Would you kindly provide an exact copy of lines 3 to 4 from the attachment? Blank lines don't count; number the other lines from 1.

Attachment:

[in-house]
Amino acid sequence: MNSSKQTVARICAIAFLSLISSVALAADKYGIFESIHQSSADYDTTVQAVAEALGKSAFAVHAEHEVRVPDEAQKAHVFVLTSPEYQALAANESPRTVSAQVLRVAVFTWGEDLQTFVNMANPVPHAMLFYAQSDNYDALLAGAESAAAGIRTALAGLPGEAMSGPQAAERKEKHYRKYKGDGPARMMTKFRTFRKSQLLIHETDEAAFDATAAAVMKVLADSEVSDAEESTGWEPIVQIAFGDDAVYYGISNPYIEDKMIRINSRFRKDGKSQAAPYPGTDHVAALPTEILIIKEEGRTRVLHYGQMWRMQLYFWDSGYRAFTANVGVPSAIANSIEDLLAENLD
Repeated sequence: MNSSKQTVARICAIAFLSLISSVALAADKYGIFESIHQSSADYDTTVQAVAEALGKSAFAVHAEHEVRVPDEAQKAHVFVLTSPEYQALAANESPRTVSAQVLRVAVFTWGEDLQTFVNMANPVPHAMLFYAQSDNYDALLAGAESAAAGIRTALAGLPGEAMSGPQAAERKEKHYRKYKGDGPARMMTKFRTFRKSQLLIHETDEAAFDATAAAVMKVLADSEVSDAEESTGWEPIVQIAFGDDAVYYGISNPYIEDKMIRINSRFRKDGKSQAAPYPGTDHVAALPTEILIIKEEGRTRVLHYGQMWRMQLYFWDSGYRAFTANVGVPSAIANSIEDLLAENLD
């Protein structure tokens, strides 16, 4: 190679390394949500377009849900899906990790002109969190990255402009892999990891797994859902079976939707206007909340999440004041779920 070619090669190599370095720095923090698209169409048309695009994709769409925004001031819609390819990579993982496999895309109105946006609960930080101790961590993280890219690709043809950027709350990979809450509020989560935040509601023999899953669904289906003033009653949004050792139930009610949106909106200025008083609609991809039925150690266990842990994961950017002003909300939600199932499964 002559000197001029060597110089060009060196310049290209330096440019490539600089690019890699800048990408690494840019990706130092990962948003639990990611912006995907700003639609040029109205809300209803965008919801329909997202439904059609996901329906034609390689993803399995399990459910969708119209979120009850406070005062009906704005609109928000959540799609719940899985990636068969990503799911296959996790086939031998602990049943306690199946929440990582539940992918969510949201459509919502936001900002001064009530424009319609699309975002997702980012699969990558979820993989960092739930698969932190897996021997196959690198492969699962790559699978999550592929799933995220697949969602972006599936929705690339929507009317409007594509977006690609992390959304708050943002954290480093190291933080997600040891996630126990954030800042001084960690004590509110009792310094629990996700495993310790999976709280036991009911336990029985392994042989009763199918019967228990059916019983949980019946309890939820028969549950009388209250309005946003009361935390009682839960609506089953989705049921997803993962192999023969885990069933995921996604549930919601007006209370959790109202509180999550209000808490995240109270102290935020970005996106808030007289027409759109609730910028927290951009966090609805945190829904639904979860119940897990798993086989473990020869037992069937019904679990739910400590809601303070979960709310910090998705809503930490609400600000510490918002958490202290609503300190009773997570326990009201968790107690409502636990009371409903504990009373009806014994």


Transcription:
Repeated sequence: MNSSKQTVARICAIAFLSLISSVALAADKYGIFESIHQSSADYDTTVQAVAEALGKSAFAVHAEHEVRVPDEAQKAHVFVLTSPEYQALAANESPRTVSAQVLRVAVFTWGEDLQTFVNMANPVPHAMLFYAQSDNYDALLAGAESAAAGIRTALAGLPGEAMSGPQAAERKEKHYRKYKGDGPARMMTKFRTFRKSQLLIHETDEAAFDATAAAVMKVLADSEVSDAEESTGWEPIVQIAFGDDAVYYGISNPYIEDKMIRINSRFRKDGKSQAAPYPGTDHVAALPTEILIIKEEGRTRVLHYGQMWRMQLYFWDSGYRAFTANVGVPSAIANSIEDLLAENLD
């Protein structure tokens, strides 16, 4: 190679390394949500377009849900899906990790002109969190990255402009892999990891797994859902079976939707206007909340999440004041779920 070619090669190599370095720095923090698209169409048309695009994709769409925004001031819609390819990579993982496999895309109105946006609960930080101790961590993280890219690709043809950027709350990979809450509020989560935040509601023999899953669904289906003033009653949004050792139930009610949106909106200025008083609609991809039925150690266990842990994961950017002003909300939600199932499964 002559000197001029060597110089060009060196310049290209330096440019490539600089690019890699800048990408690494840019990706130092990962948003639990990611912006995907700003639609040029109205809300209803965008919801329909997202439904059609996901329906034609390689993803399995399990459910969708119209979120009850406070005062009906704005609109928000959540799609719940899985990636068969990503799911296959996790086939031998602990049943306690199946929440990582539940992918969510949201459509919502936001900002001064009530424009319609699309975002997702980012699969990558979820993989960092739930698969932190897996021997196959690198492969699962790559699978999550592929799933995220697949969602972006599936929705690339929507009317409007594509977006690609992390959304708050943002954290480093190291933080997600040891996630126990954030800042001084960690004590509110009792310094629990996700495993310790999976709280036991009911336990029985392994042989009763199918019967228990059916019983949980019946309890939820028969549950009388209250309005946003009361935390009682839960609506089953989705049921997803993962192999023969885990069933995921996604549930919601007006209370959790109202509180999550209000808490995240109270102290935020970005996106808030007289027409759109609730910028927290951009966090609805945190829904639904979860119940897990798993086989473990020869037992069937019904679990739910400590809601303070979960709310910090998705809503930490609400600000510490918002958490202290609503300190009773997570326990009201968790107690409502636990009371409903504990009373009806014994």